The three year long project will investigate online sexual harassment and exploitation in relation to the UN Sustainable Development Goals. The project is a partnership between Friends International Center against Bullying and the UNESCO Centre for Tackling Bullying in Schools and Cyberspace at Dublin City University.
We had the possibility to interview the project’s researcher, Dr Mairead Foody, about how to use the results of the study and why this project is important in the work to prevent bullying. Dr. Foody, will be based at Friends International Center and collect data from Friends’ schools in Sweden.
Mairead, can you tell us what the research project is about?
The overall aim of the project is to conduct a large-scale investigation of online sexual harassment and sextortion behaviours in adolescents. While earlier research published by Friends provides the foundation for a more extensive study on online sexual harassment, further research is needed to determine the role of peer pressure, friendships and social network in prevalence rates.
Research on sextortion is even less obvious. There is no empirical evidence regarding its prevalence, or the impact it is having on the mental health and social networks of those involved. By conducting this research, we plan to raise awareness of online sexual harassment and sextortion as increasingly prominent child protection issues.
Why is this knowledge important in our work to stop bullying?
Teenagers and children are spending more and more time online. Yet, there is little evidence available on the specific risk factors of online sexual harassment or exploitation. Such negative experiences are comprehensive and examples include unwillingly receiving images of a sexual nature or having personal images shared online without one’s consent. Research is also limited regarding the role of gender in relation to these experiences and the effect these experiences can have on a victim’s mental health.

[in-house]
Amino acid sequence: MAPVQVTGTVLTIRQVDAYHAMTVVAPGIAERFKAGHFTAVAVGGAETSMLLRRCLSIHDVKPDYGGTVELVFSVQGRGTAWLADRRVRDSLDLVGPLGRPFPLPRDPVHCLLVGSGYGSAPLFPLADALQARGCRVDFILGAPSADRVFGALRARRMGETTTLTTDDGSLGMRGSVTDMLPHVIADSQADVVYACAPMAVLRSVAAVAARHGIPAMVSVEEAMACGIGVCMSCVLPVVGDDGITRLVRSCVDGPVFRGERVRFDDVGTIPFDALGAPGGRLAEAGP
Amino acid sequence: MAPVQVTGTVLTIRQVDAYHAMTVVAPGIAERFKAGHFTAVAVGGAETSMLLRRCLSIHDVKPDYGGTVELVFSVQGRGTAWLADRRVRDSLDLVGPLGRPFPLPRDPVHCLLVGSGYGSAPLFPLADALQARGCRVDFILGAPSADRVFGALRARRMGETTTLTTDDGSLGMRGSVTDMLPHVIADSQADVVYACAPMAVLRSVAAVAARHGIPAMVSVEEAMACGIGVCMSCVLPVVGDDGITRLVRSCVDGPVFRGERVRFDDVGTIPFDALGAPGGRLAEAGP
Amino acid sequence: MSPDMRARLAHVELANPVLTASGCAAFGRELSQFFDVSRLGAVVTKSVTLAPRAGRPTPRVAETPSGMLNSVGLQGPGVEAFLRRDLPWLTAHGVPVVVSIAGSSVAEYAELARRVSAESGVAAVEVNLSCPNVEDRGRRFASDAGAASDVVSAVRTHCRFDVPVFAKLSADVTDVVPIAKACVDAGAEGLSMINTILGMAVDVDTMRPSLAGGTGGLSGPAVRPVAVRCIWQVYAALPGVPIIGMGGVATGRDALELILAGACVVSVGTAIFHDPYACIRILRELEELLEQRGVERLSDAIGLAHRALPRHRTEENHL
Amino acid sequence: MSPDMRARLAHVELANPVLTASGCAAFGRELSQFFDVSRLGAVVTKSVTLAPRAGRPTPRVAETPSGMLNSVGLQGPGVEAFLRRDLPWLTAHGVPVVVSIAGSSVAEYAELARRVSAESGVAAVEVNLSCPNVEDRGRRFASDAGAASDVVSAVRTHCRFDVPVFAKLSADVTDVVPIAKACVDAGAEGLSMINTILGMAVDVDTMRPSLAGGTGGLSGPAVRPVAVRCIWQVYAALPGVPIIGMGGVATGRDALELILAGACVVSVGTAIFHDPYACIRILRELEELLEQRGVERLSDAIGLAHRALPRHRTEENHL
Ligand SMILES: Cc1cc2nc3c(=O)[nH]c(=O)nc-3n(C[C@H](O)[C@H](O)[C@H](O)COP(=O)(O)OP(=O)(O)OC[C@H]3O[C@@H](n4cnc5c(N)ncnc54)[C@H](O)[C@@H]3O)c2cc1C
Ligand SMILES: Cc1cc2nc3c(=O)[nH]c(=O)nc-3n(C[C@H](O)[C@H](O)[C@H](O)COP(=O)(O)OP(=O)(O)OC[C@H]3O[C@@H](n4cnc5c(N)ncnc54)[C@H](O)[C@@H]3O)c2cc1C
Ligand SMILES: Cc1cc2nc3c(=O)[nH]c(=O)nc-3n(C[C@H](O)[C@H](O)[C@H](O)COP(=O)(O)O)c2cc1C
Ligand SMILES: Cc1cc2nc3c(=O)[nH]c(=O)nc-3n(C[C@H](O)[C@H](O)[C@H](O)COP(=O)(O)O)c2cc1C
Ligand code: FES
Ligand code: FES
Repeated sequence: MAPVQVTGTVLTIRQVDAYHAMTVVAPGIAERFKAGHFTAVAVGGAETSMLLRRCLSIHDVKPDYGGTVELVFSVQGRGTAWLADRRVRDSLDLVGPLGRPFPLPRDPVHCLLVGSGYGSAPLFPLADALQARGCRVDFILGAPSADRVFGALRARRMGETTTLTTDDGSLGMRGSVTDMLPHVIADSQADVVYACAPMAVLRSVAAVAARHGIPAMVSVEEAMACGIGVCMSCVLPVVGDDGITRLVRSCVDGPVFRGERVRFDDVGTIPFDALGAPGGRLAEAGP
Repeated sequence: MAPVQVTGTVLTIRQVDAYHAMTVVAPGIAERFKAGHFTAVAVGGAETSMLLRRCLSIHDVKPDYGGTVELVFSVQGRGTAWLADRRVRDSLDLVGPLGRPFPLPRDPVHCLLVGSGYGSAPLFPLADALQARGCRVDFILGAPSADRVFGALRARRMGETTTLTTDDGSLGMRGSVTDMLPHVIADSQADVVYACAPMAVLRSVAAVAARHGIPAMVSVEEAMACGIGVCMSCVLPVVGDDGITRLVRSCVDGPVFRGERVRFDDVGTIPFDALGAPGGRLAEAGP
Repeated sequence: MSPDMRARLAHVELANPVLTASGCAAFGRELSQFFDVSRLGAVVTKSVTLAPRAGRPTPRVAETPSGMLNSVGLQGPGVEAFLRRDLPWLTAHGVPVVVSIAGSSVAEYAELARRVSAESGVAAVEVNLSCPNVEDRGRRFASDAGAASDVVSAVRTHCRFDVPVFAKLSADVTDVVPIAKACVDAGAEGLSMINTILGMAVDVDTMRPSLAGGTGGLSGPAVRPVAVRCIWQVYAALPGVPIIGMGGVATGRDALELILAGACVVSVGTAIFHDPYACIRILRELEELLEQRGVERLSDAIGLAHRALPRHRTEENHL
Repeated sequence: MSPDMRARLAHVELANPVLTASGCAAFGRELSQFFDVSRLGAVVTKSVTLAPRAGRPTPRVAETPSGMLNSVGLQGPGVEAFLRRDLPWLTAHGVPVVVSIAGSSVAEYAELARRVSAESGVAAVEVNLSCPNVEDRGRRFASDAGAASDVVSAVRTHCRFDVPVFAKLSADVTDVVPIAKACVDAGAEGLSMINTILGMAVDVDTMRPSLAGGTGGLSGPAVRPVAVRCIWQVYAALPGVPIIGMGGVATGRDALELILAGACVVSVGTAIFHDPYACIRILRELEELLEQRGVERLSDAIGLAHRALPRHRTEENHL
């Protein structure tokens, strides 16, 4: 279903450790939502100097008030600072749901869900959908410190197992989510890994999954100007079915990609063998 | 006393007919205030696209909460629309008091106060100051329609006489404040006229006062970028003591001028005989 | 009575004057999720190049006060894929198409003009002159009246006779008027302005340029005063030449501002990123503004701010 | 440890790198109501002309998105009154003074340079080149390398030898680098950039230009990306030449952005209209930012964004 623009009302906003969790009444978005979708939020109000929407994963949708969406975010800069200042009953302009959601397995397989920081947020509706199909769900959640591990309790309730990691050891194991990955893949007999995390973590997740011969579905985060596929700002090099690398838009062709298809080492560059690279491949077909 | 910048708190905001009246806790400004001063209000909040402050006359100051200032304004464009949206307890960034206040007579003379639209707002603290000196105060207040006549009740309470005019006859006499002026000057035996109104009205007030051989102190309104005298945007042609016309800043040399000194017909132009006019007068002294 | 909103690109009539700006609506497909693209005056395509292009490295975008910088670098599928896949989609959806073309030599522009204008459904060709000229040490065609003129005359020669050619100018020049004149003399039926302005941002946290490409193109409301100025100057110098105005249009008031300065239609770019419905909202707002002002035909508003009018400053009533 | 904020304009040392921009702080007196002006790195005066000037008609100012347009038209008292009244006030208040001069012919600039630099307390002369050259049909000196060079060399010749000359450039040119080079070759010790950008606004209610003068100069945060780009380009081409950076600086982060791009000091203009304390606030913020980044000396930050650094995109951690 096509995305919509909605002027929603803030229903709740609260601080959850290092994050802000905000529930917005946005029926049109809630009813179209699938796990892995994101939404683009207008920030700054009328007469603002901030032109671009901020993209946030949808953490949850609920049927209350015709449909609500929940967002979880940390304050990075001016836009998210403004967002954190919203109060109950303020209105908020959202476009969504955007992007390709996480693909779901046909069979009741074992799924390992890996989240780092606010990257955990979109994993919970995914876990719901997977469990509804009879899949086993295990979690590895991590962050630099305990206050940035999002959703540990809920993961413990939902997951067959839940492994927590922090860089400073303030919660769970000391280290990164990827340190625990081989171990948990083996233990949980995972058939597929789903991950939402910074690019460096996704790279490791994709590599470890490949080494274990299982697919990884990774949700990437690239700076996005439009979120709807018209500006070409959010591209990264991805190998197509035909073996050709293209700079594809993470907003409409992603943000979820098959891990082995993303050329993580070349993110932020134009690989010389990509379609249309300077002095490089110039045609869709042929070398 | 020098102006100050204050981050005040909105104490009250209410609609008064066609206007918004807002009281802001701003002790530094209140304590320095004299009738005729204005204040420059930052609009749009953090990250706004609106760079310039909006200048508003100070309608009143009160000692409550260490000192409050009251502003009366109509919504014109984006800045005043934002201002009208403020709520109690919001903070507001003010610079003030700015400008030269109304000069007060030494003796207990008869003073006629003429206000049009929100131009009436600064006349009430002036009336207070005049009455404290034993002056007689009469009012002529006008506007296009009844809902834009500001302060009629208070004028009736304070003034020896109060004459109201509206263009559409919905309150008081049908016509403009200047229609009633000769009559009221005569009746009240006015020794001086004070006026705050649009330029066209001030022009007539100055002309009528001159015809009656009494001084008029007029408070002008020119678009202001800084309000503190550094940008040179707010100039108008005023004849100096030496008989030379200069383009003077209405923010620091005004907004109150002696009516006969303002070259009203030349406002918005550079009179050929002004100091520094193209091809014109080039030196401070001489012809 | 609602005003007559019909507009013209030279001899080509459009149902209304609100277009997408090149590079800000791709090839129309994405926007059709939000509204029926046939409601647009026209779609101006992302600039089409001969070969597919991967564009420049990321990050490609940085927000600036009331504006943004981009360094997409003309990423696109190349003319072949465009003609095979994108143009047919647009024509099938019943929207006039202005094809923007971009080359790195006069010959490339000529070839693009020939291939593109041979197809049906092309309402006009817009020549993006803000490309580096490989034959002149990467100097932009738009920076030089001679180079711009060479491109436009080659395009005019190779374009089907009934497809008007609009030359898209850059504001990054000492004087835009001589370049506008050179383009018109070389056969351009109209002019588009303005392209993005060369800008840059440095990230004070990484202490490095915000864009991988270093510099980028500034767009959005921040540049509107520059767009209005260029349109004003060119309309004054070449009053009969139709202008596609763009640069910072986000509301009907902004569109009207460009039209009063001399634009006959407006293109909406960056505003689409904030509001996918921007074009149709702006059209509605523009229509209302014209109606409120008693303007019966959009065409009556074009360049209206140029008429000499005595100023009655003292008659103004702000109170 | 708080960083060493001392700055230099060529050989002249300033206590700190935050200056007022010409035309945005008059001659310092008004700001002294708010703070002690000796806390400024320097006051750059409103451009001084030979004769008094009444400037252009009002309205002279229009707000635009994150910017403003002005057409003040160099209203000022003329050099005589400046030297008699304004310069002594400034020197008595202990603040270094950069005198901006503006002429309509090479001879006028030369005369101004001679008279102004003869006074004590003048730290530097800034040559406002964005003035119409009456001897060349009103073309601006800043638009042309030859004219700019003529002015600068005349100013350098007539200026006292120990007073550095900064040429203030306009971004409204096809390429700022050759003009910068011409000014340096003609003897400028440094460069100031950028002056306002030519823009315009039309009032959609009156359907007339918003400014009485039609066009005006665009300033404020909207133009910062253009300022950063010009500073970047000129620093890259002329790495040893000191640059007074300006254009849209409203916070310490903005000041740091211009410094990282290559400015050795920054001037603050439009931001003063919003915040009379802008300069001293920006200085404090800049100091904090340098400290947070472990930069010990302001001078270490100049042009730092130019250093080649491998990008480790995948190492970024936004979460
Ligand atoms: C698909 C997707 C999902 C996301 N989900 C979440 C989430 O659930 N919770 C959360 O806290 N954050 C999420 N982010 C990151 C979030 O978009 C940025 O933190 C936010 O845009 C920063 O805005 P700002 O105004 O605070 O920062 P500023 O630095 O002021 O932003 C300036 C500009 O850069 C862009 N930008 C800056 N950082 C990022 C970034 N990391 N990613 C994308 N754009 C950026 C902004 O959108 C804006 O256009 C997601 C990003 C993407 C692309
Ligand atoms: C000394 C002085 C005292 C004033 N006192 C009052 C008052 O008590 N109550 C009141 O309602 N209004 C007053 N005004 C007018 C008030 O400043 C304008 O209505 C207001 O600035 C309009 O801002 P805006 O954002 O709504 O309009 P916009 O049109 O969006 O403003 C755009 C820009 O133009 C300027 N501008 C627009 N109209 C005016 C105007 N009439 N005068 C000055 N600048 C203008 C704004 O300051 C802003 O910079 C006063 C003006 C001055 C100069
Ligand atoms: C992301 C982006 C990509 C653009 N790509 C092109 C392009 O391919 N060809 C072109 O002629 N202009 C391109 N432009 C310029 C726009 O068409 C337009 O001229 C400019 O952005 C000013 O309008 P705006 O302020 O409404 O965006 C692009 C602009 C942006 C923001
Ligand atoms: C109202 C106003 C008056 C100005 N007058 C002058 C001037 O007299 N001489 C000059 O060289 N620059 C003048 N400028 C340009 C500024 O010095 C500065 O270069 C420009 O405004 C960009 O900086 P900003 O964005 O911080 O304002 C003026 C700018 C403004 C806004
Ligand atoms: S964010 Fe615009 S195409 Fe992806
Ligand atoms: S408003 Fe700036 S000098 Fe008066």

This research project is important for anyone working in the area of bullying because it explores another area where victimisation can occur. As such, it is imperative to gather research on the phenomena and look for the best interventions to help young people.
What can practitioners in different organizations and schools, as well as researchers learn from the results of this study?
An important part of the proposed research is ensuring that findings are used to improve the lives of children and adolescents as well as to inform the broader research area. We plan for our findings to be used in a way that will not only raise awareness of the issue but increase the effectiveness of anti-bullying and related policy. Among young people, it will increase understanding of the issue of seeking consent for the sharing of personal images and information.
Professionals working with victims will benefit significantly from improvement of data on causes, extent and impact of such issues and more concrete, in-depth information on risk factors and rates in Europe. In particular, their outreach work (and those it is aimed at) will benefit directly from improved research on effective responses. We have planned for several events aimed at educational staff for responding in a pro-active manner when dealing with online sexual harassment. We will work with trainers at Friends International Center and Dublin City University to develop materials for schools based on findings.
After your time in Sweden, you will spend some months at UN’s International Telecommunication Unit. What will you do there?
As this project is related to many areas, including education, human rights and information and communication technologies (ICT), it is important that training and dissemination also link with these. I will complete a 6-month placement with the United Nations specialised agency for ICT. The training that I will receive will represent the global work currently happening in the area. I will get the chance to improve important skills, knowledge and my understanding of the relevant policy-making processes. I will experience the non-academic contributions necessary in creating real change and get to see how multidisciplinary stakeholders can work together to achieve valued outcomes and make recommendations to policy makers.
This project started June 2018, and is funded by the Irish Research Council CAROLINE Marie-Sklodowska-Curie Scholarship which is a funding stream designed to conduct research in line with the United Nations Sustainable Development Goals.